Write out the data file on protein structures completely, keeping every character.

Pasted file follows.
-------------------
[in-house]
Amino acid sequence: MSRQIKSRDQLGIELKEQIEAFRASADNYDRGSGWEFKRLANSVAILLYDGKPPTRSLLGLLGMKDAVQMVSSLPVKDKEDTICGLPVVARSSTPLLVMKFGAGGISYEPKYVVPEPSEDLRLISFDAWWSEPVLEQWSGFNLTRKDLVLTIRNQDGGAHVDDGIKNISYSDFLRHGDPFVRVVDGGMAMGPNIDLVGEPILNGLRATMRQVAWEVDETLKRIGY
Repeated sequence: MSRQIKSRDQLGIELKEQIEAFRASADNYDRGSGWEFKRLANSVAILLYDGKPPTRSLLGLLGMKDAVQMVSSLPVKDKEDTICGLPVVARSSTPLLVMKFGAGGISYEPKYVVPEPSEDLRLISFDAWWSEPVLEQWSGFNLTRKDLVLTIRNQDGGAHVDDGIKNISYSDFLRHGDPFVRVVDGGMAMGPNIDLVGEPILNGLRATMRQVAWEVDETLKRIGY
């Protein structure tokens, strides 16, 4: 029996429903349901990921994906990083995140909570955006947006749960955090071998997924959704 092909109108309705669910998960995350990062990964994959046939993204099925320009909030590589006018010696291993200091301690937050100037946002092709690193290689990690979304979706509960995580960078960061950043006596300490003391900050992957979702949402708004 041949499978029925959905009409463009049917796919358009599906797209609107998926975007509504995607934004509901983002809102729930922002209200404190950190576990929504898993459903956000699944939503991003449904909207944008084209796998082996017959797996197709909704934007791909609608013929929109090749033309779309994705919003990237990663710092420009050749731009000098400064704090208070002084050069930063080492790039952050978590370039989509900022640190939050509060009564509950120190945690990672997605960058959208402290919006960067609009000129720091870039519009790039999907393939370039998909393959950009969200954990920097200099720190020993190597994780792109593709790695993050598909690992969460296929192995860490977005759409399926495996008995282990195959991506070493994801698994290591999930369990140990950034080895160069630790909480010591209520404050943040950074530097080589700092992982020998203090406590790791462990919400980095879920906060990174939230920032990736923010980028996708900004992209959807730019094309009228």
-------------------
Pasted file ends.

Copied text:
[in-house]
Amino acid sequence: MSRQIKSRDQLGIELKEQIEAFRASADNYDRGSGWEFKRLANSVAILLYDGKPPTRSLLGLLGMKDAVQMVSSLPVKDKEDTICGLPVVARSSTPLLVMKFGAGGISYEPKYVVPEPSEDLRLISFDAWWSEPVLEQWSGFNLTRKDLVLTIRNQDGGAHVDDGIKNISYSDFLRHGDPFVRVVDGGMAMGPNIDLVGEPILNGLRATMRQVAWEVDETLKRIGY
Repeated sequence: MSRQIKSRDQLGIELKEQIEAFRASADNYDRGSGWEFKRLANSVAILLYDGKPPTRSLLGLLGMKDAVQMVSSLPVKDKEDTICGLPVVARSSTPLLVMKFGAGGISYEPKYVVPEPSEDLRLISFDAWWSEPVLEQWSGFNLTRKDLVLTIRNQDGGAHVDDGIKNISYSDFLRHGDPFVRVVDGGMAMGPNIDLVGEPILNGLRATMRQVAWEVDETLKRIGY
């Protein structure tokens, strides 16, 4: 029996429903349901990921994906990083995140909570955006947006749960955090071998997924959704 092909109108309705669910998960995350990062990964994959046939993204099925320009909030590589006018010696291993200091301690937050100037946002092709690193290689990690979304979706509960995580960078960061950043006596300490003391900050992957979702949402708004 041949499978029925959905009409463009049917796919358009599906797209609107998926975007509504995607934004509901983002809102729930922002209200404190950190576990929504898993459903956000699944939503991003449904909207944008084209796998082996017959797996197709909704934007791909609608013929929109090749033309779309994705919003990237990663710092420009050749731009000098400064704090208070002084050069930063080492790039952050978590370039989509900022640190939050509060009564509950120190945690990672997605960058959208402290919006960067609009000129720091870039519009790039999907393939370039998909393959950009969200954990920097200099720190020993190597994780792109593709790695993050598909690992969460296929192995860490977005759409399926495996008995282990195959991506070493994801698994290591999930369990140990950034080895160069630790909480010591209520404050943040950074530097080589700092992982020998203090406590790791462990919400980095879920906060990174939230920032990736923010980028996708900004992209959807730019094309009228």